India markets continue to face net outflow of foreign institutional investors money in May as regional lockdowns have slowed down economic recovery of the country
Markets lost 1% on Tuesday as investors are growing nervous on increasing localised lockdowns amid rising covid cases. The BSE Sensex slipped 465.01 points or 0.95% to 48,253.51. The Nifty was down 465.01 points or 0.95% to 48,253.51.
Stocks in other Asia-Pacific region were mixed on Tuesday, with major markets in Japan and China still closed for holidays. Hong Kong’s Hang Seng and South Korea’s Kospi closed 1% higher while in Taiwan, the Taiex dropped 1.68%.
According to Binod Modi, Head Strategy at Reliance Securities domestic equities gave-up gains towards the second half of the day and fell sharply as mounting uncertainty led by rise in second wave of covid cases weighed on investors’ sentiments.
“While a persistent increase in daily caseload in several states is still a matter of concern, visible modest decline in new cases in many parts like Maharashtra and Delhi offers comfort. Market participants would be keenly watching out vaccination progress at private hospitals. Further, despite putting enhanced mobility restrictions by states, manufacturing and infrastructure activities have not halted yet and companied appeared to be proactive this time to convince most workers to stay back by offering basic amenities and facilities," he said.
India markets continue to face net outflow of foreign institutional investors money in May as regional lockdowns have slowed down economic recovery of the country. However, FIIs have bought net of $5.84 billion in equity market and are net sellers of $2.39 billion in debt markets since the beginning of the calendar year.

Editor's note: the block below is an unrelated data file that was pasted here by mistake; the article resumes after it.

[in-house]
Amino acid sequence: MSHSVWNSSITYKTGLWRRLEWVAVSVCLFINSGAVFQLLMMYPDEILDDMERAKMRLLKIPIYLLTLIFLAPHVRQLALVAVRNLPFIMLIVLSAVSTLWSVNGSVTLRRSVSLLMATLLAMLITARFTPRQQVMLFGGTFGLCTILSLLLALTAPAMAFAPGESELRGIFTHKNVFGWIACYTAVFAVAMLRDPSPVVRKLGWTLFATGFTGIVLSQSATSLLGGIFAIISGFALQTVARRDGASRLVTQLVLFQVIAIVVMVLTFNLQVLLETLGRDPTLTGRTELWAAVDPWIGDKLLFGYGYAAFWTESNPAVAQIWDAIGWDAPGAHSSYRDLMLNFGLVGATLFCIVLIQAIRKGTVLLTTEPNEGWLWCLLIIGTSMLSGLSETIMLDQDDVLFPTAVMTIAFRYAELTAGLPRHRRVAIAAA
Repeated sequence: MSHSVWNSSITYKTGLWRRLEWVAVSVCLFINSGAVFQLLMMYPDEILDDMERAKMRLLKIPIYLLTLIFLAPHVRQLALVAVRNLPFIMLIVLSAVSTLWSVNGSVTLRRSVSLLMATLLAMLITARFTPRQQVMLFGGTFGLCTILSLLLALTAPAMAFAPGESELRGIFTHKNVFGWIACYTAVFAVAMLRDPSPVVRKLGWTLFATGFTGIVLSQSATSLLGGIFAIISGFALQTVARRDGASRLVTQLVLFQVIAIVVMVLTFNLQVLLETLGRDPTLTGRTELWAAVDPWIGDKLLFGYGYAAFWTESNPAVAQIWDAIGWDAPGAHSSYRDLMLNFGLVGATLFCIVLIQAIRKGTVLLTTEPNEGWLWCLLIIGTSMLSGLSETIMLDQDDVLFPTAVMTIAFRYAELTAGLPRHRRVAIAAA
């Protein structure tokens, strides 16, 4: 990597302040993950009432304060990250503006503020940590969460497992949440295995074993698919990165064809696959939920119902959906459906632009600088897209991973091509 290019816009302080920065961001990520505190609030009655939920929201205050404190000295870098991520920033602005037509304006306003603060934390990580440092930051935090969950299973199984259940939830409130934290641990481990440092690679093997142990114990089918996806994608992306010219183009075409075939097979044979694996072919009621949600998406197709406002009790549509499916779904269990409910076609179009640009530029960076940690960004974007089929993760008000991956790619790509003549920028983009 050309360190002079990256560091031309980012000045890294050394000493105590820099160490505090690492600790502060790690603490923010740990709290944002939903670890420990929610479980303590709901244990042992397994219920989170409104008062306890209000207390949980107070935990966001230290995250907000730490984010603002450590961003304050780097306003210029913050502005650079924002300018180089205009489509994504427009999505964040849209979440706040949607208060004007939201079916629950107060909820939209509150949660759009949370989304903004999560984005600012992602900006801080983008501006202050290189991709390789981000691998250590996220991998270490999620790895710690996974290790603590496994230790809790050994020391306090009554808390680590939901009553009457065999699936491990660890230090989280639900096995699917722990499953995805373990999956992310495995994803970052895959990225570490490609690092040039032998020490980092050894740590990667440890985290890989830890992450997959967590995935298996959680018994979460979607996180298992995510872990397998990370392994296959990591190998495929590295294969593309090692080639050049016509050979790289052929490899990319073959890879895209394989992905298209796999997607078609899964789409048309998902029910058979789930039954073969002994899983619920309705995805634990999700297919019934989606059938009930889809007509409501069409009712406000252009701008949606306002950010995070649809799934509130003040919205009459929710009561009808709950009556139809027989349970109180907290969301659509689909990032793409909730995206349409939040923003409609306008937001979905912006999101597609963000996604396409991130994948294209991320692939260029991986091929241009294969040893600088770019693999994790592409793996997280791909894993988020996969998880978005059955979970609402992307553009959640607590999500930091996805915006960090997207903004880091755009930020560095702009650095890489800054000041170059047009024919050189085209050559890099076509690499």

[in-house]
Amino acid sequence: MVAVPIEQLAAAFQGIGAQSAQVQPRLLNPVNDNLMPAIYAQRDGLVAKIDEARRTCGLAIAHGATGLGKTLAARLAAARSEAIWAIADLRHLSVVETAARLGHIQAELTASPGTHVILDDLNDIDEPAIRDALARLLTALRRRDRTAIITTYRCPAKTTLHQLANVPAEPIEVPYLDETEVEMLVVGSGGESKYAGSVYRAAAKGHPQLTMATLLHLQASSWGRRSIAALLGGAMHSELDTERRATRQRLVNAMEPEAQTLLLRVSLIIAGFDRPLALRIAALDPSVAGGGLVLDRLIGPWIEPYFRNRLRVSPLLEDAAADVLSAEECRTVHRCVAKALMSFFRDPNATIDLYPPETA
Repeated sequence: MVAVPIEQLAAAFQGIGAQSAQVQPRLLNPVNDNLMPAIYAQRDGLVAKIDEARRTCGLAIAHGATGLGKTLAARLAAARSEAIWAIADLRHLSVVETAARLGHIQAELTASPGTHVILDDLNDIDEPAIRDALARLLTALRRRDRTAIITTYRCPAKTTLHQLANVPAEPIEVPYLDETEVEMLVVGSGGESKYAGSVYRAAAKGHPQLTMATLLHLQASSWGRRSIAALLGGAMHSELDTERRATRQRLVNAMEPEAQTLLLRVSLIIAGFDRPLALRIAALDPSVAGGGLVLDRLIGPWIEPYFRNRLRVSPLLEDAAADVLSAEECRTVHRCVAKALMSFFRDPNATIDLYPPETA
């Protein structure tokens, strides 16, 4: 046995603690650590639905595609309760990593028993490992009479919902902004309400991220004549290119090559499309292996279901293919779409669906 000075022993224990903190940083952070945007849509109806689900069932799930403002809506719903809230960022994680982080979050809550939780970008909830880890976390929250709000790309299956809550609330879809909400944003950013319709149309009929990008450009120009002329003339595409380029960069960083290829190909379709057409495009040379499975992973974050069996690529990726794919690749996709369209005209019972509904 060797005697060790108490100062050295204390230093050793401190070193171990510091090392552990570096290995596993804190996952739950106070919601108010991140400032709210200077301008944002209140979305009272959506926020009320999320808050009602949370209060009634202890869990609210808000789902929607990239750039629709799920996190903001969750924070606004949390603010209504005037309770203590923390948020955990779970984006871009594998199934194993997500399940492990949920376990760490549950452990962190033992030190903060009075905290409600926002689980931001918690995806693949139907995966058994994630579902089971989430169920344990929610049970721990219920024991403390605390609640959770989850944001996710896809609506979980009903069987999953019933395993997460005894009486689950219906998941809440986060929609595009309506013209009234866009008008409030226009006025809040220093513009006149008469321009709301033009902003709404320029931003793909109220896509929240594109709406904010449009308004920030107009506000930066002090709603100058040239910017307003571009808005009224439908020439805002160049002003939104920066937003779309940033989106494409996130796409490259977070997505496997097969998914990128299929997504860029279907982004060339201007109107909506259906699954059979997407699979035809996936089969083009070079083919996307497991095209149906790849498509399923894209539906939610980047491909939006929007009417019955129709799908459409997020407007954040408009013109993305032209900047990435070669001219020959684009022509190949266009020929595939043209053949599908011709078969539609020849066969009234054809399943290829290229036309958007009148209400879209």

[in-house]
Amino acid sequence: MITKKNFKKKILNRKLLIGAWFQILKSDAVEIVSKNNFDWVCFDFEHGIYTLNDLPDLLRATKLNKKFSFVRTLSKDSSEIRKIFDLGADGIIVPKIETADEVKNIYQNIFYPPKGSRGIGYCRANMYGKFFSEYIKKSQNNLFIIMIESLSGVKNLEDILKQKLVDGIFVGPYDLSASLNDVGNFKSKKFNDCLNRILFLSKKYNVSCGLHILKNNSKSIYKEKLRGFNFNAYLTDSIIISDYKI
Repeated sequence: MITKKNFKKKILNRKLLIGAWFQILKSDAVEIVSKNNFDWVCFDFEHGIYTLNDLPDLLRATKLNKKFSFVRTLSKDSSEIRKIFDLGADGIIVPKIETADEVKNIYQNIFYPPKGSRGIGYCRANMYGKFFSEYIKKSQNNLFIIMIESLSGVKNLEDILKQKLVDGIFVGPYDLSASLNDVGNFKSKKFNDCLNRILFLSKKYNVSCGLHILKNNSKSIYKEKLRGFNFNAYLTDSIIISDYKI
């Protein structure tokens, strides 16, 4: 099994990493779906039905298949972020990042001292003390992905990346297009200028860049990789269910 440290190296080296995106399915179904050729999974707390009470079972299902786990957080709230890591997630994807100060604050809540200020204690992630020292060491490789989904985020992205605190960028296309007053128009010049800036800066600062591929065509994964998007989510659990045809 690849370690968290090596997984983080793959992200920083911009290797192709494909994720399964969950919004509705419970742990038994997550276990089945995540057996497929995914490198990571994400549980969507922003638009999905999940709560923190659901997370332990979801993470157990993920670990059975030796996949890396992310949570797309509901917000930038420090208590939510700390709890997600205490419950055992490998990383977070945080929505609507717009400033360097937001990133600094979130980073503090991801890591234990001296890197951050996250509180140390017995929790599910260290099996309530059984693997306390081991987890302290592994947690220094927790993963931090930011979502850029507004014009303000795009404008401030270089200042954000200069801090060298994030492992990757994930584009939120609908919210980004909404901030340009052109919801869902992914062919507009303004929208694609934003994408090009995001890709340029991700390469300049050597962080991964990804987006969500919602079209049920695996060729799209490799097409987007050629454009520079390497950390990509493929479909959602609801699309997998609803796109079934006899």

UBS expects economic activity levels to further weaken sequentially, with most states extending mobility restrictions to flatten the curve of covid infections, which is expected to adversely impact real gross domestic product growth in the June quarter. However, with the current set of assembly elections behind us, the markets are expecting covid management, healthcare capacity creation and vaccination to be the key government focus.
Flattening of covid cases will be a key trigger for the market as India has underperformed global equities since March, said Vinod Karki and Siddharth Gupta, analysts, ICICI Securities. “Health crisis has not spilled over into a financial crisis yet as indicated by low spreads, absence of large gross non-performing assets (GNPA) shocks in banking system and improving government finances," they said. The Indian rupee ended higher on Tuesday to close at more than one-month high against the US dollar. The domestic currency closed 0.09% higher at 73.86 against the US dollar, a level last seen on 6 April. The dollar index, which gauges the greenback's strength against a basket of six currencies, rose 0.43% to 91.33.